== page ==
At several moments during this mini-adventure I felt the cold ease into my bones. Casually chatting with Mum and glancing at Cora dog’s frozen paws warmed me up pretty quickly though. I had barely seen Mum during 2020 due to the sporadic nature of the previous year. This 10 mile walk had been the perfect sociable beginning to Doddie Aid.
I left the natural beauty of Braemar, three furry companions and my mother behind two days later for Aberdeen, just before another lockdown was announced. I added another nine miles in Upper Deeside to my total and then hopped on a bus. I knew I had to try and keep this momentum going in the Granite City.
I walked everyday, trying to discover route variations between Leah’s flat and mine or wandering down to the beach often in the dark. My phone can’t handle GPS, so every mile was being logged manually with the help of Strava’s routes function. Although this process had a time consuming element to it, I love maps so it wasn’t too testing a task.
My running was steady, if not slightly scattered into intermittent blocks of activity. I had habitual routes, but quickly became obsessed with running along the River Don where it almost felt like I was venturing into the countryside again. If only for a short while, I was able to get away from Aberdeen’s cold grey granite and the unnatural right angles of the city streets.
On two successive Saturdays I jogged to the Bridge of Don from my King Street flat, running a 7.4 mile loop around the River Don and timing myself. When I would return around 90 minutes later I was cold, sweaty and clarted in mud. The air felt fresher by the riverside, the trails fun and the nature more…natural. Those two runs were tough and magical in equal measure.
A difficult aspect of the challenge was the weather, with the mercury often plummeting towards freezing for most of the five weeks. This all but put the kibosh on my plans to brush the cobwebs of my bike. I could have ridden it, but I was admittedly nervous to face a potentially sketchy time in the saddle. I hadn’t ridden my stead for nearly six months following a crash at speed in the summer. I didn’t want to dent my confidence and more importantly my body, more seriously.
My original target of 300 miles would have still been reachable, but I unashamedly let this target go. I just wanted to be on my feet and to continue moving. Figures outside my daily totals began to feel meaningless. I took reassurance in taking every day as it comes.
The walking continued and I began to enjoy this less laboured form of exercise more. Towards the end of January the snow was beginning to deepen in areas of Aberdeenshire, but the city remained predominantly icy and sleety. On the penultimate day of the month I ran to the top of Danestone and found some feeble snow underfoot. Sometimes getting that wee bit of altitude opens up the city for those of us who like to explore its many streets.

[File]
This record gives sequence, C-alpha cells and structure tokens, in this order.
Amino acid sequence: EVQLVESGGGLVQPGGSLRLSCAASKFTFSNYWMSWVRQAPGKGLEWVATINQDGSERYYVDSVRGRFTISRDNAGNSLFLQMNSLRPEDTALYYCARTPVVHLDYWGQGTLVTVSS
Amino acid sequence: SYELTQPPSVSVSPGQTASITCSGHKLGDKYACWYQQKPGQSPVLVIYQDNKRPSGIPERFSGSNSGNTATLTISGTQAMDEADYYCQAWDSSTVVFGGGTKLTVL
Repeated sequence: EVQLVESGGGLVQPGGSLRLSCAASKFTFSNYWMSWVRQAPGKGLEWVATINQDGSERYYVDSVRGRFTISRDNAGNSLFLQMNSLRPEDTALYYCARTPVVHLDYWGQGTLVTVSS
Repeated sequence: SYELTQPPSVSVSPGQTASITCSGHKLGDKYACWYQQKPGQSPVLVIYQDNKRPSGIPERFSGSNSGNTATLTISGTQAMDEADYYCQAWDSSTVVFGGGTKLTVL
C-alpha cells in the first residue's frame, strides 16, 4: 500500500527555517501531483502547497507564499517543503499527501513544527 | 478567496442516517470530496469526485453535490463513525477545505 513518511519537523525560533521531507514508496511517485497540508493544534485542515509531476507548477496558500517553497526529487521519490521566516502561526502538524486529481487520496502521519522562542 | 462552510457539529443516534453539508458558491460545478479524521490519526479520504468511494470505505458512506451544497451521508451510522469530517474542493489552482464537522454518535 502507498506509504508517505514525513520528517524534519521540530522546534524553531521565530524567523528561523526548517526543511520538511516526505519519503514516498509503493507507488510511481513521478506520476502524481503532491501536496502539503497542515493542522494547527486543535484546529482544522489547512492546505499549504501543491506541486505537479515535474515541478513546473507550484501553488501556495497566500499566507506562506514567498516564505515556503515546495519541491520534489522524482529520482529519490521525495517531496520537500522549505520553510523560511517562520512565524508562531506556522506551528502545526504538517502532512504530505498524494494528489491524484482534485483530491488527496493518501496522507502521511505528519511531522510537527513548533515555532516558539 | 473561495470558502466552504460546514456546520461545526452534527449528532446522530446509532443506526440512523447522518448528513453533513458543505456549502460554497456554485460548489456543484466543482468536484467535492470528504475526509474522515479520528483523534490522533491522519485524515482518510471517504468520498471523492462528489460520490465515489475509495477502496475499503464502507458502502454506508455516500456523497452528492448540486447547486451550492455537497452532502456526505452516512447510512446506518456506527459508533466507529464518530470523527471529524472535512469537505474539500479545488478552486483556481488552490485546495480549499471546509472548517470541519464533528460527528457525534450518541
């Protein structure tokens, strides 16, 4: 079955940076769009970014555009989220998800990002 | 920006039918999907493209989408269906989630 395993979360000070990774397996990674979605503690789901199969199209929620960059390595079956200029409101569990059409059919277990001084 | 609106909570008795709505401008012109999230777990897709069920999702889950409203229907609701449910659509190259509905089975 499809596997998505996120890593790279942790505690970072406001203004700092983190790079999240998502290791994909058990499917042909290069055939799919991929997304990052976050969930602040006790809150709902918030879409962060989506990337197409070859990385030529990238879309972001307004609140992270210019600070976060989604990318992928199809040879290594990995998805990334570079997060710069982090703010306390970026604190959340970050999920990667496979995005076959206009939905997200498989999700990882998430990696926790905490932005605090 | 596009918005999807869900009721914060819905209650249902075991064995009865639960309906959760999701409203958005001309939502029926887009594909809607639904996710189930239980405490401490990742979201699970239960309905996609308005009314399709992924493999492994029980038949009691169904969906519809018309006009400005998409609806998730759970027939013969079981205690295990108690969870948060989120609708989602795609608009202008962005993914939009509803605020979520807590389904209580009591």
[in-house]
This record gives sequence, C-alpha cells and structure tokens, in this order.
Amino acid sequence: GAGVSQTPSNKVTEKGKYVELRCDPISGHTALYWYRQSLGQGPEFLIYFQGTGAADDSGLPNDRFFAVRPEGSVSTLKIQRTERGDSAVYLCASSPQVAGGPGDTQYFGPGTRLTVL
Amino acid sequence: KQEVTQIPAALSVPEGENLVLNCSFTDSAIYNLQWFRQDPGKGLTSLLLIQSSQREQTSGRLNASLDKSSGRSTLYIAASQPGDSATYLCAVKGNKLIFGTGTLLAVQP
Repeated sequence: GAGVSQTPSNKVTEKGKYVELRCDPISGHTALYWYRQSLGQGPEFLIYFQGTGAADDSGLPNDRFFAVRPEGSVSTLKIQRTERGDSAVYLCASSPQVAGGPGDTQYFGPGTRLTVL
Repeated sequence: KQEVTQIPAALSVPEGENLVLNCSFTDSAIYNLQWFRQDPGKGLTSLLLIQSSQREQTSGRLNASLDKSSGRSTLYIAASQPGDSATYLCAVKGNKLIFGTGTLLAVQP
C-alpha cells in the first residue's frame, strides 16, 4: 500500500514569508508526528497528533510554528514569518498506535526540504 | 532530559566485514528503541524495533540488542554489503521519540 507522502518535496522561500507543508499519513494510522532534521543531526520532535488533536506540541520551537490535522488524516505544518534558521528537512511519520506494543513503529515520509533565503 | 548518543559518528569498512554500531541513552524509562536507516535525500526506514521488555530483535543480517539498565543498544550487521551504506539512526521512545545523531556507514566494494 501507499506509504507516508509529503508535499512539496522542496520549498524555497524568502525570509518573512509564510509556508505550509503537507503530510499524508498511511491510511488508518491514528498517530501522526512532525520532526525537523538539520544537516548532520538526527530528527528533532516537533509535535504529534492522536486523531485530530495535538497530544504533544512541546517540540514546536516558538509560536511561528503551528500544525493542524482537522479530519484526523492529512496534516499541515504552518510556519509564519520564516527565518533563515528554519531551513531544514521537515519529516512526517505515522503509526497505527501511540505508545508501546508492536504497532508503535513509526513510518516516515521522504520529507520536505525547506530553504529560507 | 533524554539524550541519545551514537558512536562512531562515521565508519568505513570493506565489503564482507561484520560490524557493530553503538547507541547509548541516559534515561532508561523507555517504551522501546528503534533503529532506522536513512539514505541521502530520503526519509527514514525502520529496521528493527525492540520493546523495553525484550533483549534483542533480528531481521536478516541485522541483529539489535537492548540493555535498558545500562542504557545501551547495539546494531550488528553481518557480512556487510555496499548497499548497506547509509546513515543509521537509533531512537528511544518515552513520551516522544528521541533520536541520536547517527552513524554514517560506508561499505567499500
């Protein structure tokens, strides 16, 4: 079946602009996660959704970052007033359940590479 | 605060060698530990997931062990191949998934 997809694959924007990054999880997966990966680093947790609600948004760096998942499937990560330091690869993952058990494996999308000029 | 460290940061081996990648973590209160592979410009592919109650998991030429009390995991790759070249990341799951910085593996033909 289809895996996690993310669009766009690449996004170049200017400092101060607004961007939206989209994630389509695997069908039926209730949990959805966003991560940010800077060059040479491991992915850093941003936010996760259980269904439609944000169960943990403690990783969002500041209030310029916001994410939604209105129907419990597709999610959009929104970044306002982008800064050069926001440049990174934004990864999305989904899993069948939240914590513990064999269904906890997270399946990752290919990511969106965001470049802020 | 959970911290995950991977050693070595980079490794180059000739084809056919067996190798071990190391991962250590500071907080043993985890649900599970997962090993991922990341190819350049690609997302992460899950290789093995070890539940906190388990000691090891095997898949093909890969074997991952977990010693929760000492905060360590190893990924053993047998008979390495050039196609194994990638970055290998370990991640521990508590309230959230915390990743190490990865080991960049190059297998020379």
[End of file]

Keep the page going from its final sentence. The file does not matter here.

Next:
On Friday 5th February I ran four easy miles around the beach and went straight into the shower on my return, running late for placement. It was only later that I realised my Doddie Aid total was at 190.4 miles. I stared at this figure for a while, in the knowledge that the day after was the final day of the challenge. Surely I had to try and finish on 200 miles?
And so the next day I set off with a 10 mile route planned out. I plodded towards a ominous sky along the Spital, scrambling across the slippery cobblestones of Aberdeen University’s cobblestones. From there I powered up Gordon Brae, breathlessly ascending this longish hill, before joining Whitestripes Road. On the final day of this personal journey I was finally leaving the city by foot. With a dull football playlist on low volume in the background, I ran with purpose in an easterly direction before turning back towards Dyce.
The Raynaud’s in my gloveless hands kicked in without mercy and the pain of having to clasp my phone became slightly overwhelming as I ran on. Continuing back towards the city, I passed a raging River Don which made me feel colder every time I glanced it. For the first time I was able to inspect the paper mills on the other side of the river in more detail. Running is a brilliant medium for actually experiencing your surroundings.
Eventually I reached Aberdeen’s city limits again. Ascending Great Northern Road I was buoyed by the deafening weekend traffic and the pain in my hands. I felt privileged to be able to run and more pertinently, to be able to use my legs for my own enjoyment at this time in my life.
And so with just hours to spare until kick-off at Twickenham I finished the challenge on 200.4ish miles. As promised I donated £20.04 to My Name’s Doddie and I hope I managed to raise a wee bit of awareness through my activities. It was a good excuse to be out and about for a worthwhile cause.
On a more selfish note, as I sat with my hands buried in a towel trying to get some feeling into them again I felt a huge amount of satisfaction. For some 200 miles in five weeks on foot will be impressive, while for others it will be less so. For me, I was just glad I rediscovered a lost love for running and as it turned out, for walking as well. I had pounded Aberdeen’s pavements with a feeling of purpose for five weeks.